Yesterday was a good day. Poopdeck and JoLai flew in from LAX last night and came to our home as always. Everyone was in good spirits as we rode from the airport. Harry was at home burning in the kitchen and the kids were building some kind of fort to show their grandfather immediately upon his arrival. Christmas music was on every radio station--even the rap stations--and every single building seemed to have lights twinkling just so. I felt glad to be riding in a car with my loved ones headed home to more loved ones during the most wonderful time of the year.
Harry asked me to stop by the neighborhood CVS to get something to drink with dinner. JoLai and I jumped out of the car and scurried inside to complete this "honey-do" before pulling into the home front. Dad chilled in the car rocking out to some Nat King Cole which was perfectly fine with him. One container of sweetened iced tea later and countless "remember that time when" stories, too, we headed up to the checkout counter--the only thing standing between us and the very, very awesome Christmas eve that surely awaited us.
I grabbed my receipt and turned toward JoLai. Just as I did, I saw what appeared to be a surgeon or a resident walking by in a fleece jacket embroidered with "Emory Surgery" on the front. "Uggh. He must have had to take call," I told JoLai. "I remember those days. Call at Christmas.That sucked." She nodded in acknowledgement because she remembered those years that I was there and they were all here thanks to my schedule as a resident physician.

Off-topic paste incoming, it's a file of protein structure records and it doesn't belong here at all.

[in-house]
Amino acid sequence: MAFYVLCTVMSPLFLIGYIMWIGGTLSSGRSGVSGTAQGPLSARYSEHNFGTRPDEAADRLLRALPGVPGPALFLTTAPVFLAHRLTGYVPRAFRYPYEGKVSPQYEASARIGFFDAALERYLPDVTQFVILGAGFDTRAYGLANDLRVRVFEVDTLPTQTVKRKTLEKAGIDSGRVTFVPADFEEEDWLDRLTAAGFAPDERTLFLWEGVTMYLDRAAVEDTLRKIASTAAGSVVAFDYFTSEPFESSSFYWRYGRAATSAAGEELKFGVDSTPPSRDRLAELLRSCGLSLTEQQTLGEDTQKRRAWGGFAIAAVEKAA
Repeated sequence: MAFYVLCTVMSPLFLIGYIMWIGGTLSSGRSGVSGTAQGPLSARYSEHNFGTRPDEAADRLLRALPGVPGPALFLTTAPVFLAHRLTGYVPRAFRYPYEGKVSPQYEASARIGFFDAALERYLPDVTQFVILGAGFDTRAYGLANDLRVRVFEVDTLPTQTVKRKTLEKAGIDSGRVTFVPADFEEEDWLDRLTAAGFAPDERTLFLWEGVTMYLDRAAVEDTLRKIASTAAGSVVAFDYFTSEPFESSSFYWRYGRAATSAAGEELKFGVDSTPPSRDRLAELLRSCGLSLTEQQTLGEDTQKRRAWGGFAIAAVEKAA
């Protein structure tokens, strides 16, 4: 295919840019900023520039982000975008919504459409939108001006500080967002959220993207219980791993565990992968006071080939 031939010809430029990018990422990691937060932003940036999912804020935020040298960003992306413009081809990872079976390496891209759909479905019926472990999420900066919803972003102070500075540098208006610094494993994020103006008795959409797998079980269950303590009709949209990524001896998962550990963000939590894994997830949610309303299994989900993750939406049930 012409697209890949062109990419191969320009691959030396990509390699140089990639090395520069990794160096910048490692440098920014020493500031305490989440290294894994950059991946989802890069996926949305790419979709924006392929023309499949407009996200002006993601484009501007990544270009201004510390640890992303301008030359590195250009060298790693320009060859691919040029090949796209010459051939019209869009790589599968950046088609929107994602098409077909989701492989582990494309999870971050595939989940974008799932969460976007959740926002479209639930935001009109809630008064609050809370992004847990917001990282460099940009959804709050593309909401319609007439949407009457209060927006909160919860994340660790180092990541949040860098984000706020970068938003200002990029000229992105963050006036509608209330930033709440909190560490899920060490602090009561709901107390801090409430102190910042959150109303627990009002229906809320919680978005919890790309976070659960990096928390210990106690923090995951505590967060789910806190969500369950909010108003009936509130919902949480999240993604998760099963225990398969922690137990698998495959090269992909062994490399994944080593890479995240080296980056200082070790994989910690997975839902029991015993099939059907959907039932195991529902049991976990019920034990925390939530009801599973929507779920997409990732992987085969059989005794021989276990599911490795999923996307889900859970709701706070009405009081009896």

Just then, the surgeon got a bit closer to me. I realized that I knew him; he'd been a student at Emory before going on to his graduate training.
"Hi, Dr. Manning," he said with a smile. Although he appeared a bit tired, the smile was genuine. I'd been around hospital people enough to know what a person who'd worked all day on a tough shift looked like. This was exactly the case.
I was glad when his name came to me right away. "Hey there, Steven. Merry Christmas to you."
"Thanks," he said. Again, authentically chipper. Which, to me, was surprising given the obvious reality of him having to work over the holidays. He was alone. And in his hand was a 20 oz. Diet Coke. This was a pretty big contrast to my gallon of Arizona iced tea for many and the freckle-faced kindred on my arm.
"On call for Christmas, huh?"
"Yeah. Just leaving the VA, actually."
"Oooph. I remember those days. But residency will be behind you before you know it." I looked up toward his eyes and hoped to be at least quasi-encouraging. "Pay now, enjoy later, right?"
Instead of responding with a predictable head nod, Steven's expression softened for a moment. Then he said this:
"It's okay. At least I'm not the person who has to have surgery on Christmas eve. You know? It could be worse."
And I swear to you, this is what this young, second year, post-Christmas eve shift surgical resident said to me before taking a big swig of his Diet Coke. His words made me stop in my tracks and just stare at him. I let his words filter through my brain and trickle into my heart.